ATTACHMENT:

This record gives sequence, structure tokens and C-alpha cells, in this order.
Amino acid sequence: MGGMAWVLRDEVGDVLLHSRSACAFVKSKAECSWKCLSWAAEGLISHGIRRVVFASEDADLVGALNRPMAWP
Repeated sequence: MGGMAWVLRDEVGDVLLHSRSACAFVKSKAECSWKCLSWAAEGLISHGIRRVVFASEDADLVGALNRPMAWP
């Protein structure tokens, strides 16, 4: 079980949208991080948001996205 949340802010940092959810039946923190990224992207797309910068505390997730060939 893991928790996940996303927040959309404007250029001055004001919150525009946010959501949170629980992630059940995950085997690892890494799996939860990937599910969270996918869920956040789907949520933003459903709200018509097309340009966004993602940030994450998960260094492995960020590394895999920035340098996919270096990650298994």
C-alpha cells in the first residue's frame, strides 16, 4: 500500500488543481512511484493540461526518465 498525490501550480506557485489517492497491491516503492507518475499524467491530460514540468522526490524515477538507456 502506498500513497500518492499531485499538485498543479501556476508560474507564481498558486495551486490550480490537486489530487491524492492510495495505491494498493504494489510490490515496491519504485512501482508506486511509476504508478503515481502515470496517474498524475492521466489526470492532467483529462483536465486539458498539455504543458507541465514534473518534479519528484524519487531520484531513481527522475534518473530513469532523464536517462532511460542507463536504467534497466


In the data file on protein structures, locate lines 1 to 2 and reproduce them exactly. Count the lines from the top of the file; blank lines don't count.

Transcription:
This record gives sequence, structure tokens and C-alpha cells, in this order.
Amino acid sequence: MGGMAWVLRDEVGDVLLHSRSACAFVKSKAECSWKCLSWAAEGLISHGIRRVVFASEDADLVGALNRPMAWP